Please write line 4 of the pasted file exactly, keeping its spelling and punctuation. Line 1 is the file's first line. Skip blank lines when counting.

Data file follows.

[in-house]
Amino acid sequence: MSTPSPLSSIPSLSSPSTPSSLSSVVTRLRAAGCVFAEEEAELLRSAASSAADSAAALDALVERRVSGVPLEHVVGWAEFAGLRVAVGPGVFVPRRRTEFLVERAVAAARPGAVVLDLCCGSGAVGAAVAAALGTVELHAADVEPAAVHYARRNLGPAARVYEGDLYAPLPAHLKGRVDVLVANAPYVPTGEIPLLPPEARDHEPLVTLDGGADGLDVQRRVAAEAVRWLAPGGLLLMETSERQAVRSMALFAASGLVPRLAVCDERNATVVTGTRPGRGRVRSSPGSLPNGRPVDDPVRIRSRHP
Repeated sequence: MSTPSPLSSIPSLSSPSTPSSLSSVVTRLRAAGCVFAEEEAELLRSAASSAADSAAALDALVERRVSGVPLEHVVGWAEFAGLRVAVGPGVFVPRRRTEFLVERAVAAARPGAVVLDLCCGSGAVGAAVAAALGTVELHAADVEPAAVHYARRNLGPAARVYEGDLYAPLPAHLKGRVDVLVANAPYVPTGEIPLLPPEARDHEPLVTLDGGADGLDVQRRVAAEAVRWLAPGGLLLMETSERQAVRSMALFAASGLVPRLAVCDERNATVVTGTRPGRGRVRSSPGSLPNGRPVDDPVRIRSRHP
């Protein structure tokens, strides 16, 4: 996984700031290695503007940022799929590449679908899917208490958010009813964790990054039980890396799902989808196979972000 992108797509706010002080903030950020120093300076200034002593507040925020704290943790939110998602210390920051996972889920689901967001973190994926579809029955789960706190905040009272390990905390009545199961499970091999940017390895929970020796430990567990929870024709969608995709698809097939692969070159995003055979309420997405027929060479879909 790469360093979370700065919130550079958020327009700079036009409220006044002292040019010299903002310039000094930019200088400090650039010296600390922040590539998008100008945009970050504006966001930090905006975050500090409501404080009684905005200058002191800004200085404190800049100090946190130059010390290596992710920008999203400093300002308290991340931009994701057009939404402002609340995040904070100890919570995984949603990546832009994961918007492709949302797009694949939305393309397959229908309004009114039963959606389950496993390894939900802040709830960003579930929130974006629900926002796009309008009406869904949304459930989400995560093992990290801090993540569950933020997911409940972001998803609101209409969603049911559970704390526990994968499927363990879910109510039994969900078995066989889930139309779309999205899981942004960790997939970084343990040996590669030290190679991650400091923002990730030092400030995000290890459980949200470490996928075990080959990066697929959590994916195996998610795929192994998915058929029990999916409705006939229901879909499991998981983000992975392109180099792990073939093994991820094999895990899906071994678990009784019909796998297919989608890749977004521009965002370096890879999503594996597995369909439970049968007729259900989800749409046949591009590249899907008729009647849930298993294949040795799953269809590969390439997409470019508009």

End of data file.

């Protein structure tokens, strides 16, 4: 996984700031290695503007940022799929590449679908899917208490958010009813964790990054039980890396799902989808196979972000 992108797509706010002080903030950020120093300076200034002593507040925020704290943790939110998602210390920051996972889920689901967001973190994926579809029955789960706190905040009272390990905390009545199961499970091999940017390895929970020796430990567990929870024709969608995709698809097939692969070159995003055979309420997405027929060479879909 790469360093979370700065919130550079958020327009700079036009409220006044002292040019010299903002310039000094930019200088400090650039010296600390922040590539998008100008945009970050504006966001930090905006975050500090409501404080009684905005200058002191800004200085404190800049100090946190130059010390290596992710920008999203400093300002308290991340931009994701057009939404402002609340995040904070100890919570995984949603990546832009994961918007492709949302797009694949939305393309397959229908309004009114039963959606389950496993390894939900802040709830960003579930929130974006629900926002796009309008009406869904949304459930989400995560093992990290801090993540569950933020997911409940972001998803609101209409969603049911559970704390526990994968499927363990879910109510039994969900078995066989889930139309779309999205899981942004960790997939970084343990040996590669030290190679991650400091923002990730030092400030995000290890459980949200470490996928075990080959990066697929959590994916195996998610795929192994998915058929029990999916409705006939229901879909499991998981983000992975392109180099792990073939093994991820094999895990899906071994678990009784019909796998297919989608890749977004521009965002370096890879999503594996597995369909439970049968007729259900989800749409046949591009590249899907008729009647849930298993294949040795799953269809590969390439997409470019508009």